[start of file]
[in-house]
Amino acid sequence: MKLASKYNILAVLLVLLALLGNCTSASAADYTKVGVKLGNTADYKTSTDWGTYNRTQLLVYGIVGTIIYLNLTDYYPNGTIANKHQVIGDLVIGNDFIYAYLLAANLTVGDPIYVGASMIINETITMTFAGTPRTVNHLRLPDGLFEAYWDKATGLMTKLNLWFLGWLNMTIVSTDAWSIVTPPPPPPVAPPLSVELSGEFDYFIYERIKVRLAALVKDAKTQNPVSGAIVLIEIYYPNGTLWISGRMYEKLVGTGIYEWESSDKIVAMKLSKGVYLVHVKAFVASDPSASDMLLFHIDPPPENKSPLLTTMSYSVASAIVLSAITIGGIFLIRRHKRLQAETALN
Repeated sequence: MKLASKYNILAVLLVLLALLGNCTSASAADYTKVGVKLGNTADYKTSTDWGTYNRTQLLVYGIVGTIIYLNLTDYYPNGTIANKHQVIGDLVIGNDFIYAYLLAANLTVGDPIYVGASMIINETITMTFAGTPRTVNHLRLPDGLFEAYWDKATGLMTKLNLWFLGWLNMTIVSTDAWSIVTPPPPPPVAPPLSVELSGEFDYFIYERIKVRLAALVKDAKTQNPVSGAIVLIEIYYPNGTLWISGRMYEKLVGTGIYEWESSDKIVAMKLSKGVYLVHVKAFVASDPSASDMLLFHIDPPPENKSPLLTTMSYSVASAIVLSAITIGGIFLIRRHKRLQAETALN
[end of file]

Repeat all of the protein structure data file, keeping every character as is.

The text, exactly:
[in-house]
Amino acid sequence: MKLASKYNILAVLLVLLALLGNCTSASAADYTKVGVKLGNTADYKTSTDWGTYNRTQLLVYGIVGTIIYLNLTDYYPNGTIANKHQVIGDLVIGNDFIYAYLLAANLTVGDPIYVGASMIINETITMTFAGTPRTVNHLRLPDGLFEAYWDKATGLMTKLNLWFLGWLNMTIVSTDAWSIVTPPPPPPVAPPLSVELSGEFDYFIYERIKVRLAALVKDAKTQNPVSGAIVLIEIYYPNGTLWISGRMYEKLVGTGIYEWESSDKIVAMKLSKGVYLVHVKAFVASDPSASDMLLFHIDPPPENKSPLLTTMSYSVASAIVLSAITIGGIFLIRRHKRLQAETALN
Repeated sequence: MKLASKYNILAVLLVLLALLGNCTSASAADYTKVGVKLGNTADYKTSTDWGTYNRTQLLVYGIVGTIIYLNLTDYYPNGTIANKHQVIGDLVIGNDFIYAYLLAANLTVGDPIYVGASMIINETITMTFAGTPRTVNHLRLPDGLFEAYWDKATGLMTKLNLWFLGWLNMTIVSTDAWSIVTPPPPPPVAPPLSVELSGEFDYFIYERIKVRLAALVKDAKTQNPVSGAIVLIEIYYPNGTLWISGRMYEKLVGTGIYEWESSDKIVAMKLSKGVYLVHVKAFVASDPSASDMLLFHIDPPPENKSPLLTTMSYSVASAIVLSAITIGGIFLIRRHKRLQAETALN